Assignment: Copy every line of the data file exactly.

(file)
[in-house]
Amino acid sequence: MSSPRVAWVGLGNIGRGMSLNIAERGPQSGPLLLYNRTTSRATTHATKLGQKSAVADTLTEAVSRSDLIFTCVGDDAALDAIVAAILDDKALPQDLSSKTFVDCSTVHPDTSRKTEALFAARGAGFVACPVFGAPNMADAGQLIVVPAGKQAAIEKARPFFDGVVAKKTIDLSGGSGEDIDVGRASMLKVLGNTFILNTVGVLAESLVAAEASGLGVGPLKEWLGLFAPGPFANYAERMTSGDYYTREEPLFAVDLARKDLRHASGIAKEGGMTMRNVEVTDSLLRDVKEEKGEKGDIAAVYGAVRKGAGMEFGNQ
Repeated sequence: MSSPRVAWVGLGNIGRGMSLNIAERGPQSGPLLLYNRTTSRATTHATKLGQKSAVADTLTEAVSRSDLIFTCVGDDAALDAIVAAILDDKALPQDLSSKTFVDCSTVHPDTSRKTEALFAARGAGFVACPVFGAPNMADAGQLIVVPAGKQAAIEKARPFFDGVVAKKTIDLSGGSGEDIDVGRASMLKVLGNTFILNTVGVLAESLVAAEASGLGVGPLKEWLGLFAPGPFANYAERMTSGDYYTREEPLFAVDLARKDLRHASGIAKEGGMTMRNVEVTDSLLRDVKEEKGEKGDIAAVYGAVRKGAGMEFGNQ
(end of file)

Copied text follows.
[in-house]
Amino acid sequence: MSSPRVAWVGLGNIGRGMSLNIAERGPQSGPLLLYNRTTSRATTHATKLGQKSAVADTLTEAVSRSDLIFTCVGDDAALDAIVAAILDDKALPQDLSSKTFVDCSTVHPDTSRKTEALFAARGAGFVACPVFGAPNMADAGQLIVVPAGKQAAIEKARPFFDGVVAKKTIDLSGGSGEDIDVGRASMLKVLGNTFILNTVGVLAESLVAAEASGLGVGPLKEWLGLFAPGPFANYAERMTSGDYYTREEPLFAVDLARKDLRHASGIAKEGGMTMRNVEVTDSLLRDVKEEKGEKGDIAAVYGAVRKGAGMEFGNQ
Repeated sequence: MSSPRVAWVGLGNIGRGMSLNIAERGPQSGPLLLYNRTTSRATTHATKLGQKSAVADTLTEAVSRSDLIFTCVGDDAALDAIVAAILDDKALPQDLSSKTFVDCSTVHPDTSRKTEALFAARGAGFVACPVFGAPNMADAGQLIVVPAGKQAAIEKARPFFDGVVAKKTIDLSGGSGEDIDVGRASMLKVLGNTFILNTVGVLAESLVAAEASGLGVGPLKEWLGLFAPGPFANYAERMTSGDYYTREEPLFAVDLARKDLRHASGIAKEGGMTMRNVEVTDSLLRDVKEEKGEKGDIAAVYGAVRKGAGMEFGNQ